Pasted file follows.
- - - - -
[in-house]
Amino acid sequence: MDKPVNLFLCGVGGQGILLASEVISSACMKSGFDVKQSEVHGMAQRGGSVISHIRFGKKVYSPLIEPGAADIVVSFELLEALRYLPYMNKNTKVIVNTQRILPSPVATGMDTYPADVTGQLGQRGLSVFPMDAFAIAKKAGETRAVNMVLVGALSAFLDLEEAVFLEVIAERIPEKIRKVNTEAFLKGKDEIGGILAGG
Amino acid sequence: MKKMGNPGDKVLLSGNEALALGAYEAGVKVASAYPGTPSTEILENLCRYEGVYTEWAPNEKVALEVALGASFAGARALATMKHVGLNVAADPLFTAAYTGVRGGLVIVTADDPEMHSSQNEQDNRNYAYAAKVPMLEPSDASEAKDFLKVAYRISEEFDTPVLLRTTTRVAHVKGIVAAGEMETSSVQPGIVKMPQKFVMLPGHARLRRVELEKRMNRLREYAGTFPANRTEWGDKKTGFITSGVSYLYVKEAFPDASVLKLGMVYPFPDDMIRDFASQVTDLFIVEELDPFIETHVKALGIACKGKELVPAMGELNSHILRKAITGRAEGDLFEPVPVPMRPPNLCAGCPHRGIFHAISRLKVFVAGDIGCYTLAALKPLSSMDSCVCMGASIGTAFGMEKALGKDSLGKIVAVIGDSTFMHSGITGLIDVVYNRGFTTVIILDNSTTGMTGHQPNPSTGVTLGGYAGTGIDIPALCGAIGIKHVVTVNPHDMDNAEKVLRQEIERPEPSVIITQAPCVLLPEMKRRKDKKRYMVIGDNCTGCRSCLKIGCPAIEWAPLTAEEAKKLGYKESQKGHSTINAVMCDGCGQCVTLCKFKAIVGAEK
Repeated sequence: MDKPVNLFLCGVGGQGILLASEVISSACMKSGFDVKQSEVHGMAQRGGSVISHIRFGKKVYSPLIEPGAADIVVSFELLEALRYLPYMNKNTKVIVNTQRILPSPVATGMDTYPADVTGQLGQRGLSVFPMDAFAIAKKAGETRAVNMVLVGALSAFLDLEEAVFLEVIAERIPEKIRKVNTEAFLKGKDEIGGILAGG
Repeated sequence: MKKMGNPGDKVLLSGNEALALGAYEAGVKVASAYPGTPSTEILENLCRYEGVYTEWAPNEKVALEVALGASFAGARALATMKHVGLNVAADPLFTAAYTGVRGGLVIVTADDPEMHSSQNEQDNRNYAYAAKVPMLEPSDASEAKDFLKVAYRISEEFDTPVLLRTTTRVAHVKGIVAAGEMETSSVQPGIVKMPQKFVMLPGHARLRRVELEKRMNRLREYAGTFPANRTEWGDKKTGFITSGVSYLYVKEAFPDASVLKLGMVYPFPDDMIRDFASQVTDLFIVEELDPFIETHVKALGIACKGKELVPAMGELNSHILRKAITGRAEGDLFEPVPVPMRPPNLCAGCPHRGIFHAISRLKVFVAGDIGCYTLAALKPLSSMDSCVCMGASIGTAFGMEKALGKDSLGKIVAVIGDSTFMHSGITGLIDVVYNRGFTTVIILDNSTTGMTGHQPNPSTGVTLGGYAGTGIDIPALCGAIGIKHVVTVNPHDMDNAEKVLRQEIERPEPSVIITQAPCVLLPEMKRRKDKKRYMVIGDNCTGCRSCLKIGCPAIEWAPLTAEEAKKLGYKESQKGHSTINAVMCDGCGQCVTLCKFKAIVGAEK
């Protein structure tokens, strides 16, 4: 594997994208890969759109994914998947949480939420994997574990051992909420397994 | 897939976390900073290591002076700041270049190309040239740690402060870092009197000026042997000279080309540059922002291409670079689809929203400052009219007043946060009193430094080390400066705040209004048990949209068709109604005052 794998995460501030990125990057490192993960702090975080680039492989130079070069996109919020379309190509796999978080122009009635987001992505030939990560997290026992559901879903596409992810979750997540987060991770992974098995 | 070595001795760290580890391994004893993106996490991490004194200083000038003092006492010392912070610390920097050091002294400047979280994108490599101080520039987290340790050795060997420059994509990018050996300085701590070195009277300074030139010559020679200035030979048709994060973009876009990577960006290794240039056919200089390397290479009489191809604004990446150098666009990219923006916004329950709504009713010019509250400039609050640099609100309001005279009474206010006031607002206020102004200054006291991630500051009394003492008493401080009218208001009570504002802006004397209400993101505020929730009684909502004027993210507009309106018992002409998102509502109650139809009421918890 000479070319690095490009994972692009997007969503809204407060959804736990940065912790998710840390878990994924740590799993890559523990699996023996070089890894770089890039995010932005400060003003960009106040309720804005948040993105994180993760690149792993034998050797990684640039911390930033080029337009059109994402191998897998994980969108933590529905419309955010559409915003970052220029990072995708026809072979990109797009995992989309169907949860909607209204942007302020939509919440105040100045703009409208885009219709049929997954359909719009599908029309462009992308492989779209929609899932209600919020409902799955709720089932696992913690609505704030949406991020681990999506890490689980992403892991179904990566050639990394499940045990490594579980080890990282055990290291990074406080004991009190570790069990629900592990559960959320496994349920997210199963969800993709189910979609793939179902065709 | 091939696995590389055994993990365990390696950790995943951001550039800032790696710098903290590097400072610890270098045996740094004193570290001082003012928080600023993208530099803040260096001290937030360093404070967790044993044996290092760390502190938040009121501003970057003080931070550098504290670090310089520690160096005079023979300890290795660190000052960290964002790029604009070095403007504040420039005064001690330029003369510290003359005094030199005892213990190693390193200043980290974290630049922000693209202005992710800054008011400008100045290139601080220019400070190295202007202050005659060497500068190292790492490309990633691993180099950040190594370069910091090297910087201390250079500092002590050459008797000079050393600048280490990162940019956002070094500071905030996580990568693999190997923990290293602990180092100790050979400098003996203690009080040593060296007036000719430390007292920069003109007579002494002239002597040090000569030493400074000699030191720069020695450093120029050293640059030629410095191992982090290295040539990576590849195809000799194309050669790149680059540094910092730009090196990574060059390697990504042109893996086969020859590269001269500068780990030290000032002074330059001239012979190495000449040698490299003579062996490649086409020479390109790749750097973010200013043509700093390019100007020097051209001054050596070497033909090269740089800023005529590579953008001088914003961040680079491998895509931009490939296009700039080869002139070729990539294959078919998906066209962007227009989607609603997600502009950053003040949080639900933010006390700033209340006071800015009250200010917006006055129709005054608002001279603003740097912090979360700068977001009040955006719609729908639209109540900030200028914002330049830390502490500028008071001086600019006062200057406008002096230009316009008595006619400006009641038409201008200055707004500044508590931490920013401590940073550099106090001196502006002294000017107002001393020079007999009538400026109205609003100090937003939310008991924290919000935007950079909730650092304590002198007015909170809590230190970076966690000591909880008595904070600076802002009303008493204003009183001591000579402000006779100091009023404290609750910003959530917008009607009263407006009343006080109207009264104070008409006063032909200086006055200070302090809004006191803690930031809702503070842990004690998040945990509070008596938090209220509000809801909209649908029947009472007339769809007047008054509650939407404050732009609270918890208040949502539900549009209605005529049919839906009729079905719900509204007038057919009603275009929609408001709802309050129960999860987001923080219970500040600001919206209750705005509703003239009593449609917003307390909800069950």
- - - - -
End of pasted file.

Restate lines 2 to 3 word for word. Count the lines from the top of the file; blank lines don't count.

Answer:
Amino acid sequence: MDKPVNLFLCGVGGQGILLASEVISSACMKSGFDVKQSEVHGMAQRGGSVISHIRFGKKVYSPLIEPGAADIVVSFELLEALRYLPYMNKNTKVIVNTQRILPSPVATGMDTYPADVTGQLGQRGLSVFPMDAFAIAKKAGETRAVNMVLVGALSAFLDLEEAVFLEVIAERIPEKIRKVNTEAFLKGKDEIGGILAGG
Amino acid sequence: MKKMGNPGDKVLLSGNEALALGAYEAGVKVASAYPGTPSTEILENLCRYEGVYTEWAPNEKVALEVALGASFAGARALATMKHVGLNVAADPLFTAAYTGVRGGLVIVTADDPEMHSSQNEQDNRNYAYAAKVPMLEPSDASEAKDFLKVAYRISEEFDTPVLLRTTTRVAHVKGIVAAGEMETSSVQPGIVKMPQKFVMLPGHARLRRVELEKRMNRLREYAGTFPANRTEWGDKKTGFITSGVSYLYVKEAFPDASVLKLGMVYPFPDDMIRDFASQVTDLFIVEELDPFIETHVKALGIACKGKELVPAMGELNSHILRKAITGRAEGDLFEPVPVPMRPPNLCAGCPHRGIFHAISRLKVFVAGDIGCYTLAALKPLSSMDSCVCMGASIGTAFGMEKALGKDSLGKIVAVIGDSTFMHSGITGLIDVVYNRGFTTVIILDNSTTGMTGHQPNPSTGVTLGGYAGTGIDIPALCGAIGIKHVVTVNPHDMDNAEKVLRQEIERPEPSVIITQAPCVLLPEMKRRKDKKRYMVIGDNCTGCRSCLKIGCPAIEWAPLTAEEAKKLGYKESQKGHSTINAVMCDGCGQCVTLCKFKAIVGAEK